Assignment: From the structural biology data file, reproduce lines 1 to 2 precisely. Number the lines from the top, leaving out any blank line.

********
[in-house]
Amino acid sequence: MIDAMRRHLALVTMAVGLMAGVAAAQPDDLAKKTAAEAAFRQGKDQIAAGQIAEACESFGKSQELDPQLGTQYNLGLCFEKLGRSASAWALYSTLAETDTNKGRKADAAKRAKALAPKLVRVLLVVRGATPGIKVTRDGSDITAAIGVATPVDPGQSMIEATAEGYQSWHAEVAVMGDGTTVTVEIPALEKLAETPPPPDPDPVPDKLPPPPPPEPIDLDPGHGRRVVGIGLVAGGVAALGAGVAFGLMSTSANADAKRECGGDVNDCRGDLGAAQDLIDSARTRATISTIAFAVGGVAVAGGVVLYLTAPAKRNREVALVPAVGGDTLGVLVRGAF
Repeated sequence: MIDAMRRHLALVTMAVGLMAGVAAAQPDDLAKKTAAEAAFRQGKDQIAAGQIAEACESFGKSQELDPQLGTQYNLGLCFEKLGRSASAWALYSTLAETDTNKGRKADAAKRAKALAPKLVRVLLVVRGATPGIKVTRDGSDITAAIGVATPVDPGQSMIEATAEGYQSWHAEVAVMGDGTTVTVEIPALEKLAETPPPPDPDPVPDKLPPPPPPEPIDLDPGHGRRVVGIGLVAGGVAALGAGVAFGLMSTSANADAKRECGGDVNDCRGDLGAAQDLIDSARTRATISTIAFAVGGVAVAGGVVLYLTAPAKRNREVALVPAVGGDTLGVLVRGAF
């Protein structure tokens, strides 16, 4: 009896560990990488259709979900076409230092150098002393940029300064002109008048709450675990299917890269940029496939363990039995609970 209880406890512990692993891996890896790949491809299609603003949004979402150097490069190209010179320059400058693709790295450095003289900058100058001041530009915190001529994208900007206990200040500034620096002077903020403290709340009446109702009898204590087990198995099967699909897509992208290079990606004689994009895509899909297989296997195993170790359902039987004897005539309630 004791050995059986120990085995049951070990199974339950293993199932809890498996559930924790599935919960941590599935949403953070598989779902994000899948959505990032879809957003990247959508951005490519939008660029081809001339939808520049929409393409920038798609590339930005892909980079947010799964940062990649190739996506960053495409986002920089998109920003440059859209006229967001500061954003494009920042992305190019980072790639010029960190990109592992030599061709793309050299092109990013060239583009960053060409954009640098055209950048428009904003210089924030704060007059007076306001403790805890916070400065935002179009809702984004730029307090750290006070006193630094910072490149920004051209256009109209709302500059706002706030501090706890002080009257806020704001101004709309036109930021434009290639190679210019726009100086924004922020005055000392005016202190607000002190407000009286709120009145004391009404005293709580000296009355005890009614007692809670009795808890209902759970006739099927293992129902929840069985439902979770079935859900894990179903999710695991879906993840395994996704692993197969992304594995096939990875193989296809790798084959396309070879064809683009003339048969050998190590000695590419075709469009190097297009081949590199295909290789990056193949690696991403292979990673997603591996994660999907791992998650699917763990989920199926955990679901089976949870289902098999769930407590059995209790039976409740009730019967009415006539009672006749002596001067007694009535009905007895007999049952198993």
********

[in-house]
Amino acid sequence: MIDAMRRHLALVTMAVGLMAGVAAAQPDDLAKKTAAEAAFRQGKDQIAAGQIAEACESFGKSQELDPQLGTQYNLGLCFEKLGRSASAWALYSTLAETDTNKGRKADAAKRAKALAPKLVRVLLVVRGATPGIKVTRDGSDITAAIGVATPVDPGQSMIEATAEGYQSWHAEVAVMGDGTTVTVEIPALEKLAETPPPPDPDPVPDKLPPPPPPEPIDLDPGHGRRVVGIGLVAGGVAALGAGVAFGLMSTSANADAKRECGGDVNDCRGDLGAAQDLIDSARTRATISTIAFAVGGVAVAGGVVLYLTAPAKRNREVALVPAVGGDTLGVLVRGAF